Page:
Update: Bug 253742 is very close to being fixed, so the workarounds in this post will no longer be needed. Thanks to the Mozilla developers for making the platform even better.
I wanted to have a single extension package (XPI), which included the XPCOM components for all the platforms. When the extension is installed, it should detect the user platform and load only the appropriate components.
The first thing I noticed is that the extension manager mechanism doesn’t allow conditional installations (install different components depending on user’s platform).
Next, I tried the following reasoning: package both .dll and .so files with the extension. Firefox on Windows will load only the .dll files while ignoring the .so files, and on Linux only the .so files, while ignoring the .dll files. It was only logical to me that the Windows version of Firefox will not try to load the .so files.
It didn’t work. Windows Firefox did try to load the .so file and popped up and ugly message box saying something about wrong file format. Looking through Mozilla source code, I saw that there is a list of all the dynamic libraries extensions (.dll, .so etc.) and Mozilla will try to load all the file types on all the platforms.
After posting a question on the mozillazine.org forums, I got an answer saying that I should provide several different packages for the different platforms. I wasn’t ready to go that way. Managing several packages, when all that is different between them is a single file seemed unreasonable.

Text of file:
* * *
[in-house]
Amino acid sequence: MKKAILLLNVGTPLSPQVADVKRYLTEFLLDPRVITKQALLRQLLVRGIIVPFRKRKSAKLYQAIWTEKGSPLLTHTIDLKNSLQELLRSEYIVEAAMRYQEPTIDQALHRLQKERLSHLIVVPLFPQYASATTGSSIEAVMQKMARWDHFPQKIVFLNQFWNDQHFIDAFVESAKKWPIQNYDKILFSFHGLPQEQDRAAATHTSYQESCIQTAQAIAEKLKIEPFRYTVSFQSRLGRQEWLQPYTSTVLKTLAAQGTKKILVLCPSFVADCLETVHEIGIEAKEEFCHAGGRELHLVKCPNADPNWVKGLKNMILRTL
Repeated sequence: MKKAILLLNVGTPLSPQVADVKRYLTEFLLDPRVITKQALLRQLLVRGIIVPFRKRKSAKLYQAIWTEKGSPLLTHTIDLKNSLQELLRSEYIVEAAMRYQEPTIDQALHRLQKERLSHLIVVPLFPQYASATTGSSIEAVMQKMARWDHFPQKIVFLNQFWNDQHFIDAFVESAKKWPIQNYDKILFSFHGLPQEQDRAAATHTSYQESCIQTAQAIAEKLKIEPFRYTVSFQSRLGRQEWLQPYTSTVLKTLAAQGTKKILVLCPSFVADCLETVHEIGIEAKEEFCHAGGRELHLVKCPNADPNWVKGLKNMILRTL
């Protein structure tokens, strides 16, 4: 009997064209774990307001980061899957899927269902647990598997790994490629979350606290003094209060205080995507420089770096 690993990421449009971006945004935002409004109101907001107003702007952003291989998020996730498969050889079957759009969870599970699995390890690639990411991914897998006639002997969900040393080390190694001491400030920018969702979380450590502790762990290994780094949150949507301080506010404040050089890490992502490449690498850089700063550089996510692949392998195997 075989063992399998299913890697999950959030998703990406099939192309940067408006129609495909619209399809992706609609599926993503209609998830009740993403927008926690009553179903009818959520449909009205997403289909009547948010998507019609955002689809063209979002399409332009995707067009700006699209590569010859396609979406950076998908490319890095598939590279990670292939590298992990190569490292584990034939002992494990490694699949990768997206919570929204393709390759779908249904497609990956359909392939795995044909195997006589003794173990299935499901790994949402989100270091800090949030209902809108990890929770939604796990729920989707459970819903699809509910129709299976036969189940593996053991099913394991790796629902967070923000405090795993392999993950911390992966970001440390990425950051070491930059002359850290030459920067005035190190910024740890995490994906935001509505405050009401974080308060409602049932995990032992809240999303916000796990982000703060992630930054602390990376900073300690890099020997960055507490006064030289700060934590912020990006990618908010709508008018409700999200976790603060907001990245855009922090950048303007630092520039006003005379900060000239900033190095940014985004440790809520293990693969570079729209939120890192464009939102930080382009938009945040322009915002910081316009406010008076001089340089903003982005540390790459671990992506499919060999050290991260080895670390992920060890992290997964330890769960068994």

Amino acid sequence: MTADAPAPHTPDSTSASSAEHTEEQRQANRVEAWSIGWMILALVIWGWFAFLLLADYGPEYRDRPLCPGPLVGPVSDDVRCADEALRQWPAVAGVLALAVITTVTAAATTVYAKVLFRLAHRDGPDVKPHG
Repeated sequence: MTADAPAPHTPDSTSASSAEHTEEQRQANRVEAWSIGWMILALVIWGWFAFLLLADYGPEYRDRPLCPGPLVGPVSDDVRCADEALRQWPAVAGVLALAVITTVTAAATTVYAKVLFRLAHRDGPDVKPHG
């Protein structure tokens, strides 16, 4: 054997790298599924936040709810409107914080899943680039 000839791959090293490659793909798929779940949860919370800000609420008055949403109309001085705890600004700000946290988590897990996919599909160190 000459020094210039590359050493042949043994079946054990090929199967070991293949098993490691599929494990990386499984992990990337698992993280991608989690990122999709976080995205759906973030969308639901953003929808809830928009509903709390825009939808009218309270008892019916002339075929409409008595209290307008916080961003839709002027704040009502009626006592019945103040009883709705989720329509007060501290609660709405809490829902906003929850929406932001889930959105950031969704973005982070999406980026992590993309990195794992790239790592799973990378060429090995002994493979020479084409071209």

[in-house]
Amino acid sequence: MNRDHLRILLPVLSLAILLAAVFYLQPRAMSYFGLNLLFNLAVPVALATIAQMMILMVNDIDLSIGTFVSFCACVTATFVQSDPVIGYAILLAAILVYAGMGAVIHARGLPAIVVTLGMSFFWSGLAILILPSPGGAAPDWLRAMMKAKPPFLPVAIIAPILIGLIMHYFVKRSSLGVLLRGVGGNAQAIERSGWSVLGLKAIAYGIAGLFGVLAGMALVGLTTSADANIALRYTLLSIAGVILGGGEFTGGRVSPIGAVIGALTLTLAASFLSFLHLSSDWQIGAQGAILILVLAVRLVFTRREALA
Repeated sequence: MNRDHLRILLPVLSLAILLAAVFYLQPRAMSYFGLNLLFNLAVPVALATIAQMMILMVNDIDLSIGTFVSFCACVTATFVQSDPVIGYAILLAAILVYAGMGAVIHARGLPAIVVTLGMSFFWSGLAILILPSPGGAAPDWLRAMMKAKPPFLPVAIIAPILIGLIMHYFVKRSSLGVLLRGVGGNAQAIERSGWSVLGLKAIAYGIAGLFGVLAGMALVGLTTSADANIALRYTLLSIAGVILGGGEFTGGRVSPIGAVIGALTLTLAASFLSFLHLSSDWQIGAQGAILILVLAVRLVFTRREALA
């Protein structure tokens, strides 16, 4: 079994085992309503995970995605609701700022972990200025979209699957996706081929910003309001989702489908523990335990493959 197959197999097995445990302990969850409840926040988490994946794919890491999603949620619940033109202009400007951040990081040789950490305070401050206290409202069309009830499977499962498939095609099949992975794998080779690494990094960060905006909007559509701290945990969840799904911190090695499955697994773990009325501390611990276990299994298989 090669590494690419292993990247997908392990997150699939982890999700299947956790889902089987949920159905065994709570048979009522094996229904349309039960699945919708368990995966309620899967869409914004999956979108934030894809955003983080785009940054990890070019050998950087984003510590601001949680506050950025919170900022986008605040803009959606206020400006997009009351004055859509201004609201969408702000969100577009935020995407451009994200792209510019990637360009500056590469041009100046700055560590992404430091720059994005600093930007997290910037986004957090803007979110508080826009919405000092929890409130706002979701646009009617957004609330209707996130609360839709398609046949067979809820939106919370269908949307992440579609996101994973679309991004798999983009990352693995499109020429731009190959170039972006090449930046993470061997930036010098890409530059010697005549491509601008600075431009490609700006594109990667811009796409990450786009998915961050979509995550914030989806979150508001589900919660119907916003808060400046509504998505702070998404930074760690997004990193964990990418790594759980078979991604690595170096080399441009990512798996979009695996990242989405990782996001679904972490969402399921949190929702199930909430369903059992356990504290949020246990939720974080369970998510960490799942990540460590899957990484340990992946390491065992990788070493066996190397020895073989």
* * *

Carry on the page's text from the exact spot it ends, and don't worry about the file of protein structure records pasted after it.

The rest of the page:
So I came up with a work-around. I had only Windows and Linux versions, but the technique can be extended further to support more platforms. Here it is:
- Package the Windows version of the component as
- Package the Linux version of the component as
- Windows will load the .dll file while ignoring the .dll.linux file (because its extension is not a valid dynamic library extension). Nothing else should be done here.
- On Linux – the first time the extension is loaded, it will try to load
MyComponent.dllfile and fail (because the file is a Windows DLL). It will fail gracefully, without popping up any message boxes.
- During the startup of my extension I check whether the user platform is Linux and if
- If so, this means that this is the first run. The script moves (renames)
MyComponent.dll, removes the components registry files,
xpti.dat, so they are rebuilt the next time Firefox is started
and inform the user that an additional restart is needed.
- When the browser is restarted, the
MyComponent.dllis loaded successfully (because it is now a valid .so file) and the registry files are rebuilt to reflect its contents.
- The extension is now fully functional.
One little question needs to be answered – why do I rename
MyComponent.dll and not to something more Linux-like as
The answer is – uninstall. If I created a new file named
MyComponent.so, when my extension got uninstalled the file wouldn’t have been deleted, because it was never installed. Moving
MyComponent.dll leaves all the files with exactly the same names, so when uninstall comes, they are removed.